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A study published in Scientific reportsinvolving 70 pairs of twins, they found that while exercise can’t change your DNA or your genetic risk for disease, it can change how your body reads the DNA sequence, helping to reduce the risk of chronic conditions like metabolic disease — even while running. in family.
The researchers looked at both moderate and vigorous-intensity physical activity, and while both improved cellular function, vigorous exercise did so more.
Because exercise can have completely different effects on each individual, it’s difficult to generalize the benefits—unless you’ve got identical twins for your study.
New research in the journal Scientific reports examined how exercise affected 70 pairs of identical twins over seven years. Because the twins had the same genetics and environmental factors growing up, it was easier to determine how exercise plays a role in health risks, down to the molecular level. This is especially true because many twin pairs had different amounts of regular physical activity compared to others.
Those from twin pairs who were more active had lower signs of metabolic disease, such as excess body fat around the waist, high cholesterol, high blood sugar and elevated blood pressure. This means they have a lower risk of metabolic syndrome, a condition that can lead to stroke, type 2 diabetes and heart disease.
According to the study’s lead author, Michael Skinner, Ph.D., a biologist at Washington State University, part of the reason exercise improves metabolic health, according to the study’s lead author, Washington State University biologist physical activity creates epigenetic changes. He said Running world that epigenetics is defined as the molecular factors around DNA that regulate how genes are turned off and on. Basically, epigenetics determines how your body reads the DNA sequence.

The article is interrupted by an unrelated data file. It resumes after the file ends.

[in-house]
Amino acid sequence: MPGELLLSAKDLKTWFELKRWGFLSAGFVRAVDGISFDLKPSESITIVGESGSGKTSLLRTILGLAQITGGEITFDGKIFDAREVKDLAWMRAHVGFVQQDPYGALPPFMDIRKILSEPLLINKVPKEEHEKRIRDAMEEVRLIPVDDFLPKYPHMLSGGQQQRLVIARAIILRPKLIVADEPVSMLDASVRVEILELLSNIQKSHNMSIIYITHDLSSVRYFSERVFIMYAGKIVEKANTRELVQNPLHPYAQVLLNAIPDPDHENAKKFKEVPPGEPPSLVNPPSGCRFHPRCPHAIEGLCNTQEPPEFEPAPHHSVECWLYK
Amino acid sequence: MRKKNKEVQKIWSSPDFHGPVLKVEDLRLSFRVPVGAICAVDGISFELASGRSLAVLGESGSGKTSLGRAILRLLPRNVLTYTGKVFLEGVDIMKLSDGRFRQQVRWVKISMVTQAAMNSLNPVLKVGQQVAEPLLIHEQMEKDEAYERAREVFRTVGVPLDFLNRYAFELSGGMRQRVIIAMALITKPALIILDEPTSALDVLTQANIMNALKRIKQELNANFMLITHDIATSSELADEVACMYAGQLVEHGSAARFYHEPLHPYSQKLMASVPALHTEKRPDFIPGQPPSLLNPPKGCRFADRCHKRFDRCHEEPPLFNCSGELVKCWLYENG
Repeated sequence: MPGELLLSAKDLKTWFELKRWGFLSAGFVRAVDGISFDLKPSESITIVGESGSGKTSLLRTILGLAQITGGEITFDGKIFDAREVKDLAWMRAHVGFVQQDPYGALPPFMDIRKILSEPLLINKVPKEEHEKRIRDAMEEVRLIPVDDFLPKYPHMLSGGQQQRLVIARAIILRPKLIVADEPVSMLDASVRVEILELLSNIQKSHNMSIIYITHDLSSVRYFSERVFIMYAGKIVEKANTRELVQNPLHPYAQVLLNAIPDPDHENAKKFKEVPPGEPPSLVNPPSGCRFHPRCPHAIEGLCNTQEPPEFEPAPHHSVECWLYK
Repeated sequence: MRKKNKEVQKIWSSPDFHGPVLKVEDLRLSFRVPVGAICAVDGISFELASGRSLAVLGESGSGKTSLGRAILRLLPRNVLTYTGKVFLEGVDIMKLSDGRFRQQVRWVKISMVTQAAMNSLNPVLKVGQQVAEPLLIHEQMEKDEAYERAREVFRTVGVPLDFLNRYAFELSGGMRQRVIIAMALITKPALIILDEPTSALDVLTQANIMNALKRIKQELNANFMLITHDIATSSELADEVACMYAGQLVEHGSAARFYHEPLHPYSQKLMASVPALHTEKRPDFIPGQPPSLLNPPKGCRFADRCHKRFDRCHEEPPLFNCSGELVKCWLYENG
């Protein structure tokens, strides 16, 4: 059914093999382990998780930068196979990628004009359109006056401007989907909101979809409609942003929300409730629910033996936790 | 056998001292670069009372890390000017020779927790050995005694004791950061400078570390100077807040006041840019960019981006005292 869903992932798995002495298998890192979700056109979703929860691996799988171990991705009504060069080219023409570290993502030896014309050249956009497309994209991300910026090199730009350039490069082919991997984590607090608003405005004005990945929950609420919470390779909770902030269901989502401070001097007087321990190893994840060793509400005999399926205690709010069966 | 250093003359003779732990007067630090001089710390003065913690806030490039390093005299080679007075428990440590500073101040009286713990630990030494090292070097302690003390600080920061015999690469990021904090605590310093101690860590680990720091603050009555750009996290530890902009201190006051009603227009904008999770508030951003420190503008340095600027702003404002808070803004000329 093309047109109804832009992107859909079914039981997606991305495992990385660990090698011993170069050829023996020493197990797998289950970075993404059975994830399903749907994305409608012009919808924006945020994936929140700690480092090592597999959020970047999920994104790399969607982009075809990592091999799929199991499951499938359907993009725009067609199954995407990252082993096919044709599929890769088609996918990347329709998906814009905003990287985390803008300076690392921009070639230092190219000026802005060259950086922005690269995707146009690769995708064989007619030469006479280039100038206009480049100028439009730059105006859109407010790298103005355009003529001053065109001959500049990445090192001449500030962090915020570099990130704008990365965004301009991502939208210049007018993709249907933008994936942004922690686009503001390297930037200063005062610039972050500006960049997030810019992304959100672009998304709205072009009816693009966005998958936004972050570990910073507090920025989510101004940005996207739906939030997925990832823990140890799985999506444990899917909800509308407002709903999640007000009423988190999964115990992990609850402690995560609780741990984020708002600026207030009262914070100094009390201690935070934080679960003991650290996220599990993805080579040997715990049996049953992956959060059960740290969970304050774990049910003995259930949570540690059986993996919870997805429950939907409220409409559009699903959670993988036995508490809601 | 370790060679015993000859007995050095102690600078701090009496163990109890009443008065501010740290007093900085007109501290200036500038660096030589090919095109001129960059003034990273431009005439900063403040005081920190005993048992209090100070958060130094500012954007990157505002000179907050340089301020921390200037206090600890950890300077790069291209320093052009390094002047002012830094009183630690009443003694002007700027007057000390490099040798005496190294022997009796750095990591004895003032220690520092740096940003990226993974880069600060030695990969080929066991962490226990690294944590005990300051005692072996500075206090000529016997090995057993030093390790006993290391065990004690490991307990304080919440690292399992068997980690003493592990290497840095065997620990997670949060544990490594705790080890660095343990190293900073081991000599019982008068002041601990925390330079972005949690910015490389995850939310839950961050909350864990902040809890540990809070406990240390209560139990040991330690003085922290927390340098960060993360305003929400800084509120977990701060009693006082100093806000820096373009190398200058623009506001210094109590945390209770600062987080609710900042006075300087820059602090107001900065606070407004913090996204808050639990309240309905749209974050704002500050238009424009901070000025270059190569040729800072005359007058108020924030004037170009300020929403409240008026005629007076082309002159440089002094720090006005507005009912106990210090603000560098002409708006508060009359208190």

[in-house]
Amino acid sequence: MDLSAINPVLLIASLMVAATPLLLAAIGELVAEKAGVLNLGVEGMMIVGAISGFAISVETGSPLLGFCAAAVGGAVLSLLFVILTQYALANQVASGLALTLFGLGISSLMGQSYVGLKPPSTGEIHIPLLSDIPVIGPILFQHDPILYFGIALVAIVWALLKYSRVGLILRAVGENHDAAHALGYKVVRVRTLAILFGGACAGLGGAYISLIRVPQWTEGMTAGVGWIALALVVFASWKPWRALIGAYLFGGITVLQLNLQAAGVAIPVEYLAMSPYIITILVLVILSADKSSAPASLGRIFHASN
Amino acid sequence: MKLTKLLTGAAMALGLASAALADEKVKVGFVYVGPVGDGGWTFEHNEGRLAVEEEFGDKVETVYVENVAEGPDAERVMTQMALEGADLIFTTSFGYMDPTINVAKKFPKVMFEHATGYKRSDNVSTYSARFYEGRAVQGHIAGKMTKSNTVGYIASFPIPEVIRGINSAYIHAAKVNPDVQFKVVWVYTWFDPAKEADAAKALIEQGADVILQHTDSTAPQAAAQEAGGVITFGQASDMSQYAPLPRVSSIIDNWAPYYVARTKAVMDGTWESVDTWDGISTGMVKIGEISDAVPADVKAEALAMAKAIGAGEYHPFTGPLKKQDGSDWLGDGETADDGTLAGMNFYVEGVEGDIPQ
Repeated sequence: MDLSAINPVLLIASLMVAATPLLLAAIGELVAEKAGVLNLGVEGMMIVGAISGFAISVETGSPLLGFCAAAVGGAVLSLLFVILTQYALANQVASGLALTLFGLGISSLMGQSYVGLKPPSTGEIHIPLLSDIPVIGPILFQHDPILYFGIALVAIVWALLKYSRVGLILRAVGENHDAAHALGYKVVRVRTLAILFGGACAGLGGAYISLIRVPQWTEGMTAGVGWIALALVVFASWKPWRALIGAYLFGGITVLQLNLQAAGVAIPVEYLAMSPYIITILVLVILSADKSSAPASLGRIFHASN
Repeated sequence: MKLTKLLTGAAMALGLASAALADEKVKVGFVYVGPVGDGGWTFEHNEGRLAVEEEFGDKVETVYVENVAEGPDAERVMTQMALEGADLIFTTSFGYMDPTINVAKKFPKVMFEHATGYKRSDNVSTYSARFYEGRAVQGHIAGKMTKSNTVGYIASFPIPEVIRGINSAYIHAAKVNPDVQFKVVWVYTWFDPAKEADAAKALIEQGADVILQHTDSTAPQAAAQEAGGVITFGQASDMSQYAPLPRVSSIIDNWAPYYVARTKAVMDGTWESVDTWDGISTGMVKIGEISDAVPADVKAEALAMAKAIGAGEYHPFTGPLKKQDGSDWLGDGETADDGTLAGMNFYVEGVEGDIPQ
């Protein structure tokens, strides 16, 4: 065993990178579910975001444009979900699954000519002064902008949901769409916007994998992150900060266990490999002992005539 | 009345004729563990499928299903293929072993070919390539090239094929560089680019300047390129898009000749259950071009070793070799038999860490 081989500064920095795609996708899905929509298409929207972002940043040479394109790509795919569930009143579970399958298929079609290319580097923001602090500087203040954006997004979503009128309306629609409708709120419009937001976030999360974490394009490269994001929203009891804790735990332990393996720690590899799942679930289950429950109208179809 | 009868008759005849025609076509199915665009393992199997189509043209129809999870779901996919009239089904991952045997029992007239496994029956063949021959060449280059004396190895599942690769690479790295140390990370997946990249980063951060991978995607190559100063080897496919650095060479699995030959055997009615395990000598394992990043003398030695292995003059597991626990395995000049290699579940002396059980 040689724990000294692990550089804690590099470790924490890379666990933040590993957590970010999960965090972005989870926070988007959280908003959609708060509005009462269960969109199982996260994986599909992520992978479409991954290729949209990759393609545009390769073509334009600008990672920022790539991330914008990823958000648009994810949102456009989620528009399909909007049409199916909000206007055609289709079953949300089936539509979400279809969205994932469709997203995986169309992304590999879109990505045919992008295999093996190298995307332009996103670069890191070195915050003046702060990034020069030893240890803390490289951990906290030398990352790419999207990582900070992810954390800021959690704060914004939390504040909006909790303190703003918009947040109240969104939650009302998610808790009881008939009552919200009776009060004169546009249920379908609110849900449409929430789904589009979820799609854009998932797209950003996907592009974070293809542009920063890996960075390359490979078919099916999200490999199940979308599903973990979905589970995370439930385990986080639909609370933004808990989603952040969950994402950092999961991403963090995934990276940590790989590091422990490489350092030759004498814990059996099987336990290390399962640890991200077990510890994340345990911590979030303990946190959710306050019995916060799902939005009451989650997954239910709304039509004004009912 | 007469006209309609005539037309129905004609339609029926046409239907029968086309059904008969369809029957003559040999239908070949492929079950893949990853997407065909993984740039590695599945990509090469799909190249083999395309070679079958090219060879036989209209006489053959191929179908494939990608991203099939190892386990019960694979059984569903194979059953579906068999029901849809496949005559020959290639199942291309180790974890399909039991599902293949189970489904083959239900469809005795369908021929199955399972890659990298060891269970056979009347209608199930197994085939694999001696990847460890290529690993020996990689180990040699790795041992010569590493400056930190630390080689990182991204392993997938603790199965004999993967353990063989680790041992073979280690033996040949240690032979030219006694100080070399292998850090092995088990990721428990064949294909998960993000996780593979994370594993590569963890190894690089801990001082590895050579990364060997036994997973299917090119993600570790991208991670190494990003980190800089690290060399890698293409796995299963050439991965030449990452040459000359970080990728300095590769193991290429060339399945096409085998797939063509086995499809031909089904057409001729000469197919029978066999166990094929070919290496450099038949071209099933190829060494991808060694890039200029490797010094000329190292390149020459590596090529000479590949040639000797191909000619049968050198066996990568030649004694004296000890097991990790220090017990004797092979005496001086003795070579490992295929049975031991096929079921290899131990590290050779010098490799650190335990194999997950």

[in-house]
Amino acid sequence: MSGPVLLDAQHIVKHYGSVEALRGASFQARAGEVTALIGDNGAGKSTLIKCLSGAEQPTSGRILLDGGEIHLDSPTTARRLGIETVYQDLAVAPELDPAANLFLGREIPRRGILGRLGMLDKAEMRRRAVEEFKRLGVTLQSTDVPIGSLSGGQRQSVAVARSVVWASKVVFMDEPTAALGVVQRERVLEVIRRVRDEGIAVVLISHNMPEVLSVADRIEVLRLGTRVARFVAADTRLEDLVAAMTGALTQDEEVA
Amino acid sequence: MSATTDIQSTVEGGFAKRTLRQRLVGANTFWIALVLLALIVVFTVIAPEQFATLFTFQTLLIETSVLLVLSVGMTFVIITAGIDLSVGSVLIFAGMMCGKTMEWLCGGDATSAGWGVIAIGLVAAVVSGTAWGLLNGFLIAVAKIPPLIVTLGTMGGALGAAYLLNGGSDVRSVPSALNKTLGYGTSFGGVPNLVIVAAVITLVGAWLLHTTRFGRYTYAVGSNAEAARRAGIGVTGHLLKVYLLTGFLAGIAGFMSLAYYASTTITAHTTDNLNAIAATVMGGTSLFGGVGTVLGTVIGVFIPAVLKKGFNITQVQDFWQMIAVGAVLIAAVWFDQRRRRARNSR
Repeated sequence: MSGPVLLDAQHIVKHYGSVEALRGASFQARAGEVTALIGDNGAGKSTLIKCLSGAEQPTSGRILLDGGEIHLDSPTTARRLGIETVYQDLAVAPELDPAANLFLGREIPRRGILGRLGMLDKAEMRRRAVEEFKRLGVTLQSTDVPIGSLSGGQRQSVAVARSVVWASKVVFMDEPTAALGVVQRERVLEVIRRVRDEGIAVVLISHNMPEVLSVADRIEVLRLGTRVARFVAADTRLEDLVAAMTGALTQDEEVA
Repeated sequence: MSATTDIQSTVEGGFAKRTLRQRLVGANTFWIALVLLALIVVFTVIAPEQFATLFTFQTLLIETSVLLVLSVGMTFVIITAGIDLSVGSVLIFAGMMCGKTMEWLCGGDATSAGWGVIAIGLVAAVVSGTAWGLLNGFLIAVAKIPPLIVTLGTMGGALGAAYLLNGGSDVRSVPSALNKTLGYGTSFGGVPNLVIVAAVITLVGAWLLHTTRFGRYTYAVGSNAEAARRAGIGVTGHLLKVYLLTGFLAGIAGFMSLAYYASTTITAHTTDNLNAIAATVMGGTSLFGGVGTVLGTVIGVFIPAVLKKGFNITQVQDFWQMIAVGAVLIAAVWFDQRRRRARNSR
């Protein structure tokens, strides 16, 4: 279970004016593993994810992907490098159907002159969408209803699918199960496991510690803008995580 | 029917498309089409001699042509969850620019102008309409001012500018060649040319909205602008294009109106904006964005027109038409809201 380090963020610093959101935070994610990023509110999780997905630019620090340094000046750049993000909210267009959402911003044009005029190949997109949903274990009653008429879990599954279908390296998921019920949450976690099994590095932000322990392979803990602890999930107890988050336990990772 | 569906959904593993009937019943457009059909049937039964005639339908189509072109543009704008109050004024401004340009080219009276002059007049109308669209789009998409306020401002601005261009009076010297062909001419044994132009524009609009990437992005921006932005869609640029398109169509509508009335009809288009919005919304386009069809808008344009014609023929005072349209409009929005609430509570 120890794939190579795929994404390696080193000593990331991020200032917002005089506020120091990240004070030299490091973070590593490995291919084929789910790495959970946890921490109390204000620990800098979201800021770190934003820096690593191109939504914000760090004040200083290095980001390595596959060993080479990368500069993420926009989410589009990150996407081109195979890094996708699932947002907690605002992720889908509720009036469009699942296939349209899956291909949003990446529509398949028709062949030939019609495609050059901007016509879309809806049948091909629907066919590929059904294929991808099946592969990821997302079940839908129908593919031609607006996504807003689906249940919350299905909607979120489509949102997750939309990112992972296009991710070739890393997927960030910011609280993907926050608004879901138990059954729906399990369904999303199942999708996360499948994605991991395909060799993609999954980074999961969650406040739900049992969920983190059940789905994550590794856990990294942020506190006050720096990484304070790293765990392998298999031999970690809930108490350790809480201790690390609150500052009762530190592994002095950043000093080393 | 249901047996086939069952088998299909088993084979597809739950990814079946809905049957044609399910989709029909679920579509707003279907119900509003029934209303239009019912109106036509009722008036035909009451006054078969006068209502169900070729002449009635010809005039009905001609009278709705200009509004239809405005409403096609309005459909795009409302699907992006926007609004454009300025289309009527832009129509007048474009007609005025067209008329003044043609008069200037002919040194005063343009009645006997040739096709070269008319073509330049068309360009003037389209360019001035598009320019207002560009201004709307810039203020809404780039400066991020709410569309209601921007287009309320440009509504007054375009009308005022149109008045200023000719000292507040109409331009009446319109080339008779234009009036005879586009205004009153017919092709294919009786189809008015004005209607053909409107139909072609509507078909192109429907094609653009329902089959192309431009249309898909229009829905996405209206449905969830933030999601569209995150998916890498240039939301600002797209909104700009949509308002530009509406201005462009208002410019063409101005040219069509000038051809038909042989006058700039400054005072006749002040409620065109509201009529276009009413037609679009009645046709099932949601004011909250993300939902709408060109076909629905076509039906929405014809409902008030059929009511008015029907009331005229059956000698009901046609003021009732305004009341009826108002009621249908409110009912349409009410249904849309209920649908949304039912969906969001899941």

Unlike DNA itself, which is immutable, epigenetic factors can be significantly altered by lifestyle. For example, previous research in Epigenomics the epigenetic patterns found can be altered by diet, tobacco use, environmental pollutants, night shift work and psychological stress. This research also mentions exercise, but a recent study was able to delve deeper into how far-reaching the changes can be with more physical activity.
“Because twins were used, it removed the genetic variable,” Skinner said. “We could see that environmental impacts, such as physical activity, act on individuals and change cellular functions through epigenetics.” So when a person exercises, they change their epigenetics and that changes their gene expression.”
The result is improved cellular function, he added. For example, the body may change where fat is stored or how blood pressure is regulated. Skinner said the research found that both moderate and vigorous physical activity affected epigenetics, but vigorous activity had a more dramatic and significant effect.
Takeaway food? Even if metabolic disease runs in your family, you can reduce your risk of developing diseases like heart disease or type 2 diabetes by focusing on lifestyles that increase your epigenetic strength. Making regular choices for vigorous activity won’t change your genes—but it can have a significant effect on how those genes work.
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